How Do I Know When My Anxiety Needs Treatment?
Any time a mental health issue such as anxiety gets so far out of hand that it disrupts your daily life, it’s time to get help. Especially if one or more symptoms cause you a lot of distress and worry, you should seek treatment before your symptoms get worse.
Most mental health disorders exist on a spectrum. For some people, symptoms are less severe and respond well to outpatient treatment. But for many others, it’s going to take intensive treatment to make headways into recovery. Particularly if you’ve tried outpatient therapy and it hasn’t worked, residential treatment could be your best option.
But how do you know when your anxiety is severe and lasting enough to qualify as an actual disorder? It’s impossible to pinpoint without a clinician, but you can learn to spot the same signs a clinician would look for.
Your anxiety may qualify as a disorder if any of the following symptoms occur:
- Worrying excessively about many things at once, possibly shifting often between different topics
- Feeling anxious for six or more months at a time
- Feeling “out of control” or like you can’t handle the stress of your anxiety
And, the anxiety occurs with at least three of these symptoms:
- Restlessness or irritability
- Feeling fatigued often or getting tired easily
- Difficulty concentrating or “blanking out” on thoughts and ideas
- Sore or achy muscles
- Difficulty falling or staying asleep
Wherever and whenever you decide to seek treatment, don’t feel ashamed, don’t be afraid, and don’t give up. You are doing the right thing by getting help with your anxiety. And one day soon, your courage will pay off when you begin to overcome your anxiety and start feeling more in control of your life.
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Overcoming Anxiety with Proper Treatment
Residential treatment is an excellent way to get the care you need for your anxiety, both in terms of healing its causes and learning how to cope with the disorder. There are many different anxiety disorders, and a good residential program will begin with an initial evaluation and an accurate diagnosis, which is key to sustainable recovery. They will give you comprehensive treatment—not just for your anxiety, but any co-occurring disorders that may be present. Residential clinicians will delve into the root causes and triggers of your anxiety, and zero in on the areas where healing work must be done.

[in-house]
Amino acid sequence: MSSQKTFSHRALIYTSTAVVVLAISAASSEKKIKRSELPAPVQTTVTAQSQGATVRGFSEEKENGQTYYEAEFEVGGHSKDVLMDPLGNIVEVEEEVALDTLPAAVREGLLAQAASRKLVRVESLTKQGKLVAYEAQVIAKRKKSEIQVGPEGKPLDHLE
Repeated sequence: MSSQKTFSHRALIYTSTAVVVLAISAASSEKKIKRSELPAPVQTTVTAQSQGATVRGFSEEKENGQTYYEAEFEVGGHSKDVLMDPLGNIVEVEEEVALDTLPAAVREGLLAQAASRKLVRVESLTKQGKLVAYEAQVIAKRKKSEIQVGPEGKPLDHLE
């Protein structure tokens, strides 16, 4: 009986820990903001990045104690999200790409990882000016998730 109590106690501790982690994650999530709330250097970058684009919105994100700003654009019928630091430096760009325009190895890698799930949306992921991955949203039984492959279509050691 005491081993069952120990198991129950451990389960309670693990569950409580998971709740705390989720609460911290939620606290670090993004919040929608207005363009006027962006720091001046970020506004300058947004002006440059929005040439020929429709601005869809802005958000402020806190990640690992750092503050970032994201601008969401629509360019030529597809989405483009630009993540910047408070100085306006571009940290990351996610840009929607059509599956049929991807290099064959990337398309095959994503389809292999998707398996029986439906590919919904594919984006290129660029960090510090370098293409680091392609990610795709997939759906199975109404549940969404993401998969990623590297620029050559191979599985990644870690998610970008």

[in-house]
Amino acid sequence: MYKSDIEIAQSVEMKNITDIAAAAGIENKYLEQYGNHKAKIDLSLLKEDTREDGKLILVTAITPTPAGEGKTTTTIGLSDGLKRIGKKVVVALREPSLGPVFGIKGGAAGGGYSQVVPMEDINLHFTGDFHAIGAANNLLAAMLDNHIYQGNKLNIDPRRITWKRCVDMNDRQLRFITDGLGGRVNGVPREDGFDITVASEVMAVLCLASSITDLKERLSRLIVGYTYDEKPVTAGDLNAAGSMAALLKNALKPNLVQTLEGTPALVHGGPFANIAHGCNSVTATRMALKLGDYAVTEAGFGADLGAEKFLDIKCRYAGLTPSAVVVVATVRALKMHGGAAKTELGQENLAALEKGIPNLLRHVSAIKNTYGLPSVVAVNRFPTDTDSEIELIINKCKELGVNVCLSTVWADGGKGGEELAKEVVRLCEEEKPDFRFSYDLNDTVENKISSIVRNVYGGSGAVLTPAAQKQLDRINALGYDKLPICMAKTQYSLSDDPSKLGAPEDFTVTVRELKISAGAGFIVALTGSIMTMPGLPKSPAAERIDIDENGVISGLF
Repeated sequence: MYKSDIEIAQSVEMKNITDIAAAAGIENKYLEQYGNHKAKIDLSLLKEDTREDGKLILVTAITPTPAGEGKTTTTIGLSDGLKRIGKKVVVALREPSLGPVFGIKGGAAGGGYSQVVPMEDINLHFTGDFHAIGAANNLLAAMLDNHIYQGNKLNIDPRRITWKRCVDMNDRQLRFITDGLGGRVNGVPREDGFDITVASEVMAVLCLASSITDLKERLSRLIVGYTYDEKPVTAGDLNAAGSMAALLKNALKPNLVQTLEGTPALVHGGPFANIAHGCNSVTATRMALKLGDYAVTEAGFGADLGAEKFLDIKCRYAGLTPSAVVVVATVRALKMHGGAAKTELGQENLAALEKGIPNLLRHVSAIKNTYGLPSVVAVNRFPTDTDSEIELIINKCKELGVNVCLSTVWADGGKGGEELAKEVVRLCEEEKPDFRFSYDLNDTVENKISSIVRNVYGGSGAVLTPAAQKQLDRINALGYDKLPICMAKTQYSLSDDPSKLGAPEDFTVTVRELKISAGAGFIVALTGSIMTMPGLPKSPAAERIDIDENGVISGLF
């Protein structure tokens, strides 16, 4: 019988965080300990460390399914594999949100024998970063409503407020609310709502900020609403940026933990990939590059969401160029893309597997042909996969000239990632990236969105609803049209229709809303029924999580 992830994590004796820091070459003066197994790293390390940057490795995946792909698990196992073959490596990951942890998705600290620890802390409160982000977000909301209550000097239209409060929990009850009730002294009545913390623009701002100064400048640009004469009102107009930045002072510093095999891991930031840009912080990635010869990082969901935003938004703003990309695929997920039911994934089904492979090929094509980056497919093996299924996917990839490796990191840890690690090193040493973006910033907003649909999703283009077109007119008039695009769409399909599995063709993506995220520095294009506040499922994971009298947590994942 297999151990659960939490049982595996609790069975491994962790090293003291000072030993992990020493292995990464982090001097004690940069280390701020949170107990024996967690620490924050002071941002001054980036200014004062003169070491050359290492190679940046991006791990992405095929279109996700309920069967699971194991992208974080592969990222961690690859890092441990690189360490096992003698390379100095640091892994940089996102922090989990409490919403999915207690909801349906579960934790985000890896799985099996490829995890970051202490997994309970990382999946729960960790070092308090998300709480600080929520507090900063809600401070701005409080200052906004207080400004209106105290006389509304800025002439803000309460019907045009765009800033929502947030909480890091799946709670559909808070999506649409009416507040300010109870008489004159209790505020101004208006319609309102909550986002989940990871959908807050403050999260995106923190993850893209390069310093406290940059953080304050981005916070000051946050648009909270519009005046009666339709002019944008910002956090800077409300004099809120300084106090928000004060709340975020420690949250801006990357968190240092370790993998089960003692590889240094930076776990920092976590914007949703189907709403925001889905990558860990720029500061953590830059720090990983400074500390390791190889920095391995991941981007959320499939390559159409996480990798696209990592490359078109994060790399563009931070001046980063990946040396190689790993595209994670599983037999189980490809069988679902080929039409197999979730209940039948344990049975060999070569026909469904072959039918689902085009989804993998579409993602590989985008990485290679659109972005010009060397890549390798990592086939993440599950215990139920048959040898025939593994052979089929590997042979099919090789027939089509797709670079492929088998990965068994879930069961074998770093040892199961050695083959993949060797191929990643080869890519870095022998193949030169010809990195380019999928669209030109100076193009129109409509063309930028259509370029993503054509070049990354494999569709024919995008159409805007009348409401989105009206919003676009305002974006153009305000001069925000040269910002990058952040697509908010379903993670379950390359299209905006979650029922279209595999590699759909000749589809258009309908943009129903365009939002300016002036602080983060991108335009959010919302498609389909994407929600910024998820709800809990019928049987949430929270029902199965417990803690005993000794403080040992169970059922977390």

You’ll receive 24-hour care at a residential treatment facility. That means if you have a panic attack at any time, day or night, there will be someone there to support you through it. You’ll receive medication from a psychiatrist to help ease your symptoms. And if you’re currently on medication, the doctor can adjust it until you’re feeling better. You’ll never alone, as you’ll be in a community of people who, like you, are struggling with anxiety and other challenges. And you’ll be in a pristine healing environment, far away from the situations, people, or places that may have been making your anxiety worse. In short, a residential treatment facility is a soothing, safe place to heal where you can build up your confidence and learn the coping mechanisms necessary to manage and live beyond the boundaries set by your anxiety.
Get Help for Your Anxiety Today
People like Laura recover from anxiety every day. She’s learned in therapy how to identify the causes of her anxiety and has made excellent progress. Her recovery is also proof of how you too can heal from the endless burden of anxiety. Her story shows that people can move past their anxiety and go on to lead full, and happy lives. Even if it doesn’t feel that way now, things can get better for you with time, patience, and appropriate care.
To make that happen, you need to start working with a mental health professional right away. The sooner you seek help, the sooner you can begin to put your fears behind you and build the life you long for. It’s time to overcome your fears. It may be hard to imagine now, but one day you will start to feel happy, confident, and safe once again.
Bridges to Recovery offers comprehensive residential treatment for people struggling with mental health disorders as well as process addictions. Contact us to learn more about our renowned Los Angeles and San Diego-based programs and how we can help you or your loved one start the journey toward healing.